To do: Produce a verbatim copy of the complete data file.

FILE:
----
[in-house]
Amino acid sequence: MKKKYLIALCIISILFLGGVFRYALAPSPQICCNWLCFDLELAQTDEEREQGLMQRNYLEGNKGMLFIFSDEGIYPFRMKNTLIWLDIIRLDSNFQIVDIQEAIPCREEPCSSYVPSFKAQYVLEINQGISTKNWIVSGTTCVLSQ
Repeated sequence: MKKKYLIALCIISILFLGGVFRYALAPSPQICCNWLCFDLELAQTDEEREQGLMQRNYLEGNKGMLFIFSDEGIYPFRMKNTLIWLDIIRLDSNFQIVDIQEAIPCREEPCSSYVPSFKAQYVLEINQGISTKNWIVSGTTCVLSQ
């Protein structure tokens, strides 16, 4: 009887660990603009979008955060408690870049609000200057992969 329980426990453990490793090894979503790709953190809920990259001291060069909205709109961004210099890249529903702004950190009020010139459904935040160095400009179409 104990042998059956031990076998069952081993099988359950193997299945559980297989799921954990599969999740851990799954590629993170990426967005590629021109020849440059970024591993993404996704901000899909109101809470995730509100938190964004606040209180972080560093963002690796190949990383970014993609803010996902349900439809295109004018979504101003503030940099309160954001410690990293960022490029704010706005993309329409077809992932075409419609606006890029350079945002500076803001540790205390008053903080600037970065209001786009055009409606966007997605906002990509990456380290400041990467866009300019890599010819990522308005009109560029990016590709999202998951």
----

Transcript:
[in-house]
Amino acid sequence: MKKKYLIALCIISILFLGGVFRYALAPSPQICCNWLCFDLELAQTDEEREQGLMQRNYLEGNKGMLFIFSDEGIYPFRMKNTLIWLDIIRLDSNFQIVDIQEAIPCREEPCSSYVPSFKAQYVLEINQGISTKNWIVSGTTCVLSQ
Repeated sequence: MKKKYLIALCIISILFLGGVFRYALAPSPQICCNWLCFDLELAQTDEEREQGLMQRNYLEGNKGMLFIFSDEGIYPFRMKNTLIWLDIIRLDSNFQIVDIQEAIPCREEPCSSYVPSFKAQYVLEINQGISTKNWIVSGTTCVLSQ
């Protein structure tokens, strides 16, 4: 009887660990603009979008955060408690870049609000200057992969 329980426990453990490793090894979503790709953190809920990259001291060069909205709109961004210099890249529903702004950190009020010139459904935040160095400009179409 104990042998059956031990076998069952081993099988359950193997299945559980297989799921954990599969999740851990799954590629993170990426967005590629021109020849440059970024591993993404996704901000899909109101809470995730509100938190964004606040209180972080560093963002690796190949990383970014993609803010996902349900439809295109004018979504101003503030940099309160954001410690990293960022490029704010706005993309329409077809992932075409419609606006890029350079945002500076803001540790205390008053903080600037970065209001786009055009409606966007997605906002990509990456380290400041990467866009300019890599010819990522308005009109560029990016590709999202998951």